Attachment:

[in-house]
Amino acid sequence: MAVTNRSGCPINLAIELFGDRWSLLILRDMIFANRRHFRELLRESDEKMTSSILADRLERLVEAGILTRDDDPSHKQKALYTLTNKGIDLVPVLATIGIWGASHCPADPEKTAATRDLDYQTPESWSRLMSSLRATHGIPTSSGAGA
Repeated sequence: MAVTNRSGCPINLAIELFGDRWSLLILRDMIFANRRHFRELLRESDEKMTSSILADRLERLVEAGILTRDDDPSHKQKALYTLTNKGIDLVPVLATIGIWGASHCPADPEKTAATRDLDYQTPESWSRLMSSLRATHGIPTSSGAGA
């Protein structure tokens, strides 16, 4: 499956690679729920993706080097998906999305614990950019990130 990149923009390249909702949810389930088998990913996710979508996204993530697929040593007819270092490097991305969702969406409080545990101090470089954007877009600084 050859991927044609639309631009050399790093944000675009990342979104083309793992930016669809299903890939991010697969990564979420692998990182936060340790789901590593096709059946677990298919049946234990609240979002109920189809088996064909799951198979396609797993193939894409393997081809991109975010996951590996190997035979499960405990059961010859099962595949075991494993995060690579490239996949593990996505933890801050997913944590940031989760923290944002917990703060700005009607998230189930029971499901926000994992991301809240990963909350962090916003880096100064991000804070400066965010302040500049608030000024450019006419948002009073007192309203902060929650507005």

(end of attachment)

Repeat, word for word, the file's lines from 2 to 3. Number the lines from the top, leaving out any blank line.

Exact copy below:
Amino acid sequence: MAVTNRSGCPINLAIELFGDRWSLLILRDMIFANRRHFRELLRESDEKMTSSILADRLERLVEAGILTRDDDPSHKQKALYTLTNKGIDLVPVLATIGIWGASHCPADPEKTAATRDLDYQTPESWSRLMSSLRATHGIPTSSGAGA
Repeated sequence: MAVTNRSGCPINLAIELFGDRWSLLILRDMIFANRRHFRELLRESDEKMTSSILADRLERLVEAGILTRDDDPSHKQKALYTLTNKGIDLVPVLATIGIWGASHCPADPEKTAATRDLDYQTPESWSRLMSSLRATHGIPTSSGAGA